It is observed here that one of the input signals to the receiver circuit 34 (i.e., the Vin signal 43) may be any signal (data, address, or control) received from a device (e.g., a memory controller (not shown)) connected to the memory chip 12. The input signals may be received by one or more input buffers (not shown) that may be part of the I/O unit 32 in the memory chip 12. The input buffers, in turn, receive the input signals (Vin) and process them through the input buffer receiver circuits similar to the circuit 34 shown in FIG. 2. The reference signal, Vref 41, may also be applied as an input to the differential amplifiers in the receiver circuit 34 to supply a reference voltage signal against which the deviations in the input signal Vin 43 may be compared. For example, the input signal Vin 43 may be considered as having a “large” input swing when, for example, Vin=Vref±150 mV. That is, a signal swing of 300 mV P-P (peak-to-peak) (in the Vin signal) from the reference voltage Vref may be considered a “large” voltage swing. On the other hand, a swing of 75 mV (e.g., Vin=Vref±75 mV) may be considered a “small” voltage swing. As discussed later hereinbelow, the prior art input buffer receiver circuit 34 does not perform well with reduced swing (e.g., Vref±75 mV) input voltages as compared to input voltages with large or medium swings (e.g., Vref±150 mV).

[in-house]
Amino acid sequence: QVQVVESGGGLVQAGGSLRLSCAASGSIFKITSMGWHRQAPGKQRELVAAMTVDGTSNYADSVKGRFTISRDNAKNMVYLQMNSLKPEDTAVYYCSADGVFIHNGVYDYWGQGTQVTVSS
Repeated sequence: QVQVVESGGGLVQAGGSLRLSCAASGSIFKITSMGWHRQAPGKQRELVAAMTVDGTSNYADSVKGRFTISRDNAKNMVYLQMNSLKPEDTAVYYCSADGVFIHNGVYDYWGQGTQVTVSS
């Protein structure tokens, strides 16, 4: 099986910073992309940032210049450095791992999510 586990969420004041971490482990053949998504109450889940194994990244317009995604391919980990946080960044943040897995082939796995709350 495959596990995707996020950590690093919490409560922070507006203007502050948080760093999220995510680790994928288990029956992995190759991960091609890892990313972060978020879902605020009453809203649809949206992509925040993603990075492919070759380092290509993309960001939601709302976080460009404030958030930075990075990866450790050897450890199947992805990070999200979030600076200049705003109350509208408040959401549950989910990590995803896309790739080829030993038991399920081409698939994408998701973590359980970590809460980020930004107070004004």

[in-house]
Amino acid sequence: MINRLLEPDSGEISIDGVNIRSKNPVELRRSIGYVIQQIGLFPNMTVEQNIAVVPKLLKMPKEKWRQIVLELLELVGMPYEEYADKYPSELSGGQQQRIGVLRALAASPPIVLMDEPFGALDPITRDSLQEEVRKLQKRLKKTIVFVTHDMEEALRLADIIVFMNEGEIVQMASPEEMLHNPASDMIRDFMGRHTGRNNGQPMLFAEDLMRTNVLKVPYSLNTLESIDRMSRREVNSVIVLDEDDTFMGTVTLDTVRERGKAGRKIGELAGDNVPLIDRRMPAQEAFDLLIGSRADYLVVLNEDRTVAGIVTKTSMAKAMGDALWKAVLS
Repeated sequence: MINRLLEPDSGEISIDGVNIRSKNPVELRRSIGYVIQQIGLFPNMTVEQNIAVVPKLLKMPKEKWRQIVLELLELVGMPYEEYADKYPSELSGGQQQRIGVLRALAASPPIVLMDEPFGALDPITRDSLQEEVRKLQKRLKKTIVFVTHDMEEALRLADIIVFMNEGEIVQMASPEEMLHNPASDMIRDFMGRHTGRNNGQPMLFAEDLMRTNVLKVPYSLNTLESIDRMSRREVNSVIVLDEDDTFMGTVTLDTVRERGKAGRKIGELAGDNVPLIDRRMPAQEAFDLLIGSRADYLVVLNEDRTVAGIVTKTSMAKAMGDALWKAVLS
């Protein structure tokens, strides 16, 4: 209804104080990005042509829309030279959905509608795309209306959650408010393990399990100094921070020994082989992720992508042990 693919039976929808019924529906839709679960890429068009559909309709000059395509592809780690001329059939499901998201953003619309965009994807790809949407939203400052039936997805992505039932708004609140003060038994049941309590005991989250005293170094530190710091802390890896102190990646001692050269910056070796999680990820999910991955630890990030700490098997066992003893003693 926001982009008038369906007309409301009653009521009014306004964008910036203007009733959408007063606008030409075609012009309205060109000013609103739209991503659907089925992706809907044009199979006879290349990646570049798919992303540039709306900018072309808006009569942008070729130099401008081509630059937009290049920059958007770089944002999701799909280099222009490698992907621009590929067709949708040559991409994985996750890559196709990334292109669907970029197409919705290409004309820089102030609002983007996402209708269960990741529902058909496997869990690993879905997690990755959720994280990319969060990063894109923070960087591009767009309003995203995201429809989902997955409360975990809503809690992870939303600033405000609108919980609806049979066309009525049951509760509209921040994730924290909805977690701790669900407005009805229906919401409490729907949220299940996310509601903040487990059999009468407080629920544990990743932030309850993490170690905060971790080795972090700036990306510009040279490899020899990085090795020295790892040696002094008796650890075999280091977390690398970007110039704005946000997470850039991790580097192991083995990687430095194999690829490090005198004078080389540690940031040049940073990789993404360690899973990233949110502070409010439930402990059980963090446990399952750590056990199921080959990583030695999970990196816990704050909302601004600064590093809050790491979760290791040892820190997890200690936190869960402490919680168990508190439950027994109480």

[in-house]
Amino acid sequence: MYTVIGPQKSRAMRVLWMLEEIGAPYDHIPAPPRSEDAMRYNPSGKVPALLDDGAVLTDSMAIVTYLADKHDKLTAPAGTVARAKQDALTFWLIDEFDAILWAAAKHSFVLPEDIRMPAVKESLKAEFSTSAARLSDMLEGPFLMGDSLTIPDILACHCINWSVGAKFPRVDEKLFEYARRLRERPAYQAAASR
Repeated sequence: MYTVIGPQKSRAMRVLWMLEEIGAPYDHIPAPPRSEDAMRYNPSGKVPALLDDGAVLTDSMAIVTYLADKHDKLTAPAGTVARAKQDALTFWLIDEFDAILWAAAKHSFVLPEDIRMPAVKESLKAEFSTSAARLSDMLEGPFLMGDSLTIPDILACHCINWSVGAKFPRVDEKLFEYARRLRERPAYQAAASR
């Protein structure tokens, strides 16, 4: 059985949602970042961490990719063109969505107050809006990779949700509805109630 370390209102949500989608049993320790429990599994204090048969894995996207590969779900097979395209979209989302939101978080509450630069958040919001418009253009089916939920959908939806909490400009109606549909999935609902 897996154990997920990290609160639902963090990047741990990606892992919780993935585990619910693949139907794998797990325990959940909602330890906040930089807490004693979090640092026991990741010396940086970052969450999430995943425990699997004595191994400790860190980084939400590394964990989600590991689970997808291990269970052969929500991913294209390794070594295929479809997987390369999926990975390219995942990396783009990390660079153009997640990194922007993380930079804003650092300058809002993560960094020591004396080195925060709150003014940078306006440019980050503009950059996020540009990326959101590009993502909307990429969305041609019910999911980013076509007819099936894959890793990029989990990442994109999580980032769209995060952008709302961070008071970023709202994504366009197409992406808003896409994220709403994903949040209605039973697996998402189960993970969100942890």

An output of the differential amplifier 36 is obtained at the junction 56A of the drain terminals of the transistors 42 and 50 as shown in FIG. 2. Similarly, an output of the differential amplifier 38 is obtained at the junction 56B of the drain terminals of the transistors 46 and 52 as shown in FIG. 2. Both of these outputs are combined to form the final output of the differential pair 36, 38. This final output is conveniently referred to herein as the Diff_Out signal 56, which is supplied as an input to an inverting configuration (or inverter) 58 before obtaining an output signal 66 therefrom. The inverter 58 includes a pair of PMOS transistors 59-60 and a pair of NMOS transistors 61-62 connected in the manner shown in FIG. 2 to perform a signal inverting function. The Diff_Out signal 56 may be first inverted by the inverting configuration 58 and then by a logic gate inverter 64 before an output 66 is generated from the input receiver circuit 34. Thus, the output signal 66 may be called a “buffered” version of the input signal Vin 43. Such buffering of the input signal Vin 43 received at an input pin 24 of the memory chip 12 may be necessary, as is known in the art, when the input signal is received over a system bus (e.g., the data bus 18) and it may be desirable to “boost” the signal level of the input signal Vin or to generate a “cleaner” version of the input signal Vin before it is supplied to other components (e.g., a row decode circuit 28, or the column decode circuit 30, etc.) of the memory chip 12 for subsequent processing.